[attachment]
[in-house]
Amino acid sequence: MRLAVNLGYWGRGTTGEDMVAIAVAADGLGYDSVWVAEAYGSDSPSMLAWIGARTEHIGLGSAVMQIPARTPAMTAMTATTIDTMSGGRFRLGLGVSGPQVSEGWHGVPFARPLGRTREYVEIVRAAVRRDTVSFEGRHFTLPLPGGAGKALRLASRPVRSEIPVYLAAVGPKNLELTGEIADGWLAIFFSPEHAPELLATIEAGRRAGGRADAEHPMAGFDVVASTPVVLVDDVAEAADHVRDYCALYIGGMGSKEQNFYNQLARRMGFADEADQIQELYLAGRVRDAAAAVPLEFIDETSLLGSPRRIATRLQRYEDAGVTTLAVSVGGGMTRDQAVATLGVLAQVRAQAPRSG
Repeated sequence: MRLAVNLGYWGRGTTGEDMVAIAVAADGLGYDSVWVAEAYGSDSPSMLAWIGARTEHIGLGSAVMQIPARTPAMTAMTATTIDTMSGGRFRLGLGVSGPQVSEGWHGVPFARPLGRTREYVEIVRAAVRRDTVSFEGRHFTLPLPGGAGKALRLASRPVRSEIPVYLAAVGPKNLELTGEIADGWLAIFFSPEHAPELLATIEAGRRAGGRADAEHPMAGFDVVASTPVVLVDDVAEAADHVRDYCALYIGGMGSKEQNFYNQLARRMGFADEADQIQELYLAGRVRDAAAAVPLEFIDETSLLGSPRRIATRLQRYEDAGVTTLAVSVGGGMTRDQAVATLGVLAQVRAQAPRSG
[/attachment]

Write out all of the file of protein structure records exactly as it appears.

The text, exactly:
[in-house]
Amino acid sequence: MRLAVNLGYWGRGTTGEDMVAIAVAADGLGYDSVWVAEAYGSDSPSMLAWIGARTEHIGLGSAVMQIPARTPAMTAMTATTIDTMSGGRFRLGLGVSGPQVSEGWHGVPFARPLGRTREYVEIVRAAVRRDTVSFEGRHFTLPLPGGAGKALRLASRPVRSEIPVYLAAVGPKNLELTGEIADGWLAIFFSPEHAPELLATIEAGRRAGGRADAEHPMAGFDVVASTPVVLVDDVAEAADHVRDYCALYIGGMGSKEQNFYNQLARRMGFADEADQIQELYLAGRVRDAAAAVPLEFIDETSLLGSPRRIATRLQRYEDAGVTTLAVSVGGGMTRDQAVATLGVLAQVRAQAPRSG
Repeated sequence: MRLAVNLGYWGRGTTGEDMVAIAVAADGLGYDSVWVAEAYGSDSPSMLAWIGARTEHIGLGSAVMQIPARTPAMTAMTATTIDTMSGGRFRLGLGVSGPQVSEGWHGVPFARPLGRTREYVEIVRAAVRRDTVSFEGRHFTLPLPGGAGKALRLASRPVRSEIPVYLAAVGPKNLELTGEIADGWLAIFFSPEHAPELLATIEAGRRAGGRADAEHPMAGFDVVASTPVVLVDDVAEAADHVRDYCALYIGGMGSKEQNFYNQLARRMGFADEADQIQELYLAGRVRDAAAAVPLEFIDETSLLGSPRRIATRLQRYEDAGVTTLAVSVGGGMTRDQAVATLGVLAQVRAQAPRSG